Changing an encounter’s Path can provide advantage or take it away. Consider a battlefield that’s a patchwork of small pillars jutting out of lava. Combatants must hop across the pillars to engage one another. Or, use bramble bushes as a fortification for your baddies to hide behind.

For design ideas check out the Index Card RPG from Runehammer Games. It features stellar, system-agnostic, GM advice. It also includes a section of “Encounter Archetypes,” that help to showcase Path. Check out the RuneHammer YouTube channel. Hankerin’s art background and simple design philosophy provides a refreshing approach to GMing.


Sight is more than line of sight. Vision is our primary way of collecting information about a place. Obscuring sight decreases what we know about the environment. It can be fog, heavy rain, claustrophobic jungle flora, or simple darkness. Spend a few minutes learning or making a reference for the cover and obscurement effects.

It’s easy to see the influence of Sight through cover and obscurement. Melee combatants stumbling through heavy fog to attack shadowy figures. A wizard dropping a fireball behind fortified ramparts to attack archers. The party pulls up back to back as growling, yellow eyes circle them through deep undergrowth.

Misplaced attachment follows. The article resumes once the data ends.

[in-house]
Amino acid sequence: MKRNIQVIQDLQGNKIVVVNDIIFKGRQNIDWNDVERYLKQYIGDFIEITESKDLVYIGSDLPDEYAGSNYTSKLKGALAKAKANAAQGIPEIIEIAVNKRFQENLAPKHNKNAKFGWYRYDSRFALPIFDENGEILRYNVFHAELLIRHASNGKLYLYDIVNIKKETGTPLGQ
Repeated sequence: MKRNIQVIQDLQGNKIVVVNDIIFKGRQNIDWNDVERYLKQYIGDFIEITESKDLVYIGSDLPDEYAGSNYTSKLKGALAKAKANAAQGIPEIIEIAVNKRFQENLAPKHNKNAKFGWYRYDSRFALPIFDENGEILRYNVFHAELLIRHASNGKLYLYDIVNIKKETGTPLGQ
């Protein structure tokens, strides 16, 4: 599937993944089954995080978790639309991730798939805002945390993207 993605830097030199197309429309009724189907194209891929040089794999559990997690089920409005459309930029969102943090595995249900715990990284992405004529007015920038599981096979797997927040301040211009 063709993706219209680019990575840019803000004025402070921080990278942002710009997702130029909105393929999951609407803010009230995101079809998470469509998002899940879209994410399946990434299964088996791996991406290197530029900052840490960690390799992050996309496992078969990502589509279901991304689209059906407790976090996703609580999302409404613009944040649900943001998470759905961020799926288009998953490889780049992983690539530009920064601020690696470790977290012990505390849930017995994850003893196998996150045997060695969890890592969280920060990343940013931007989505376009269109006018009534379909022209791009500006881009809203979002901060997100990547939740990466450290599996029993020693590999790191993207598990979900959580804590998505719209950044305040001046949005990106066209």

A favored environment will go one side a strong advantage in combat. A fortified environment will give one side a definitive advantage. A fortified opponent’s advantage should make your players question whether to engage or investigate how to bypass the challenge.

2d6 Combat Environment

  • 2 > Opponent Fortified
  • 3, 4 > Opponent Favored
  • 5 – 9 > Equal Footing
  • 10, 11 > Party Favored
  • 12 > Party Fortified

Dangers: The Bonus Dimension

Not covered in the above discourse are traps and hazards. But, both can enrich your combat encounters and dungeons as a whole.


One way to increase the difficulty of a combat encounter is by including a trap. It could be a simple pit trap enemies try to maneuver the party towards or a magic missile turret that blasts at the end of each round. Traps can also be something the bad guys have to actively engage with during combat. The occasional combat encounter centers around a warning bell. The party must both defeat the enemies and keep them from sounding the alarm (which summons reinforcements). Many video games use a similar theme with machine gun emplacements. The stationary weapon does nothing on its own, but a single enemy can be potent when using it to fire on the party. However, the party can kill the baddie and turn the special weapon on the bad guys.


D&D is full of hazards. A hazard is basically a non-intentional trap. A hazard can be either dangerous to both sides, or just one side. Combat atop rickety scaffolding? Goblins and PCs make the same wet splat sound when they fall from great heights. Fighting constructs in a mine filled with poisonous air? Well, that’s one sided. Constructs don’t breathe and they’re immune to poison. Consider a fight of incorporeal shadows chasing after the party as an old cathedral crumbles around them. The party dodge falling debris as shadows phase right through chunks of stone moulding.


Thanks for reading part three of Alternative Encounter Building. If you’d like to refresh your thoughts on the first two posts you can find them here: Challenge Rating and Odds. You can also follow me on Twitter.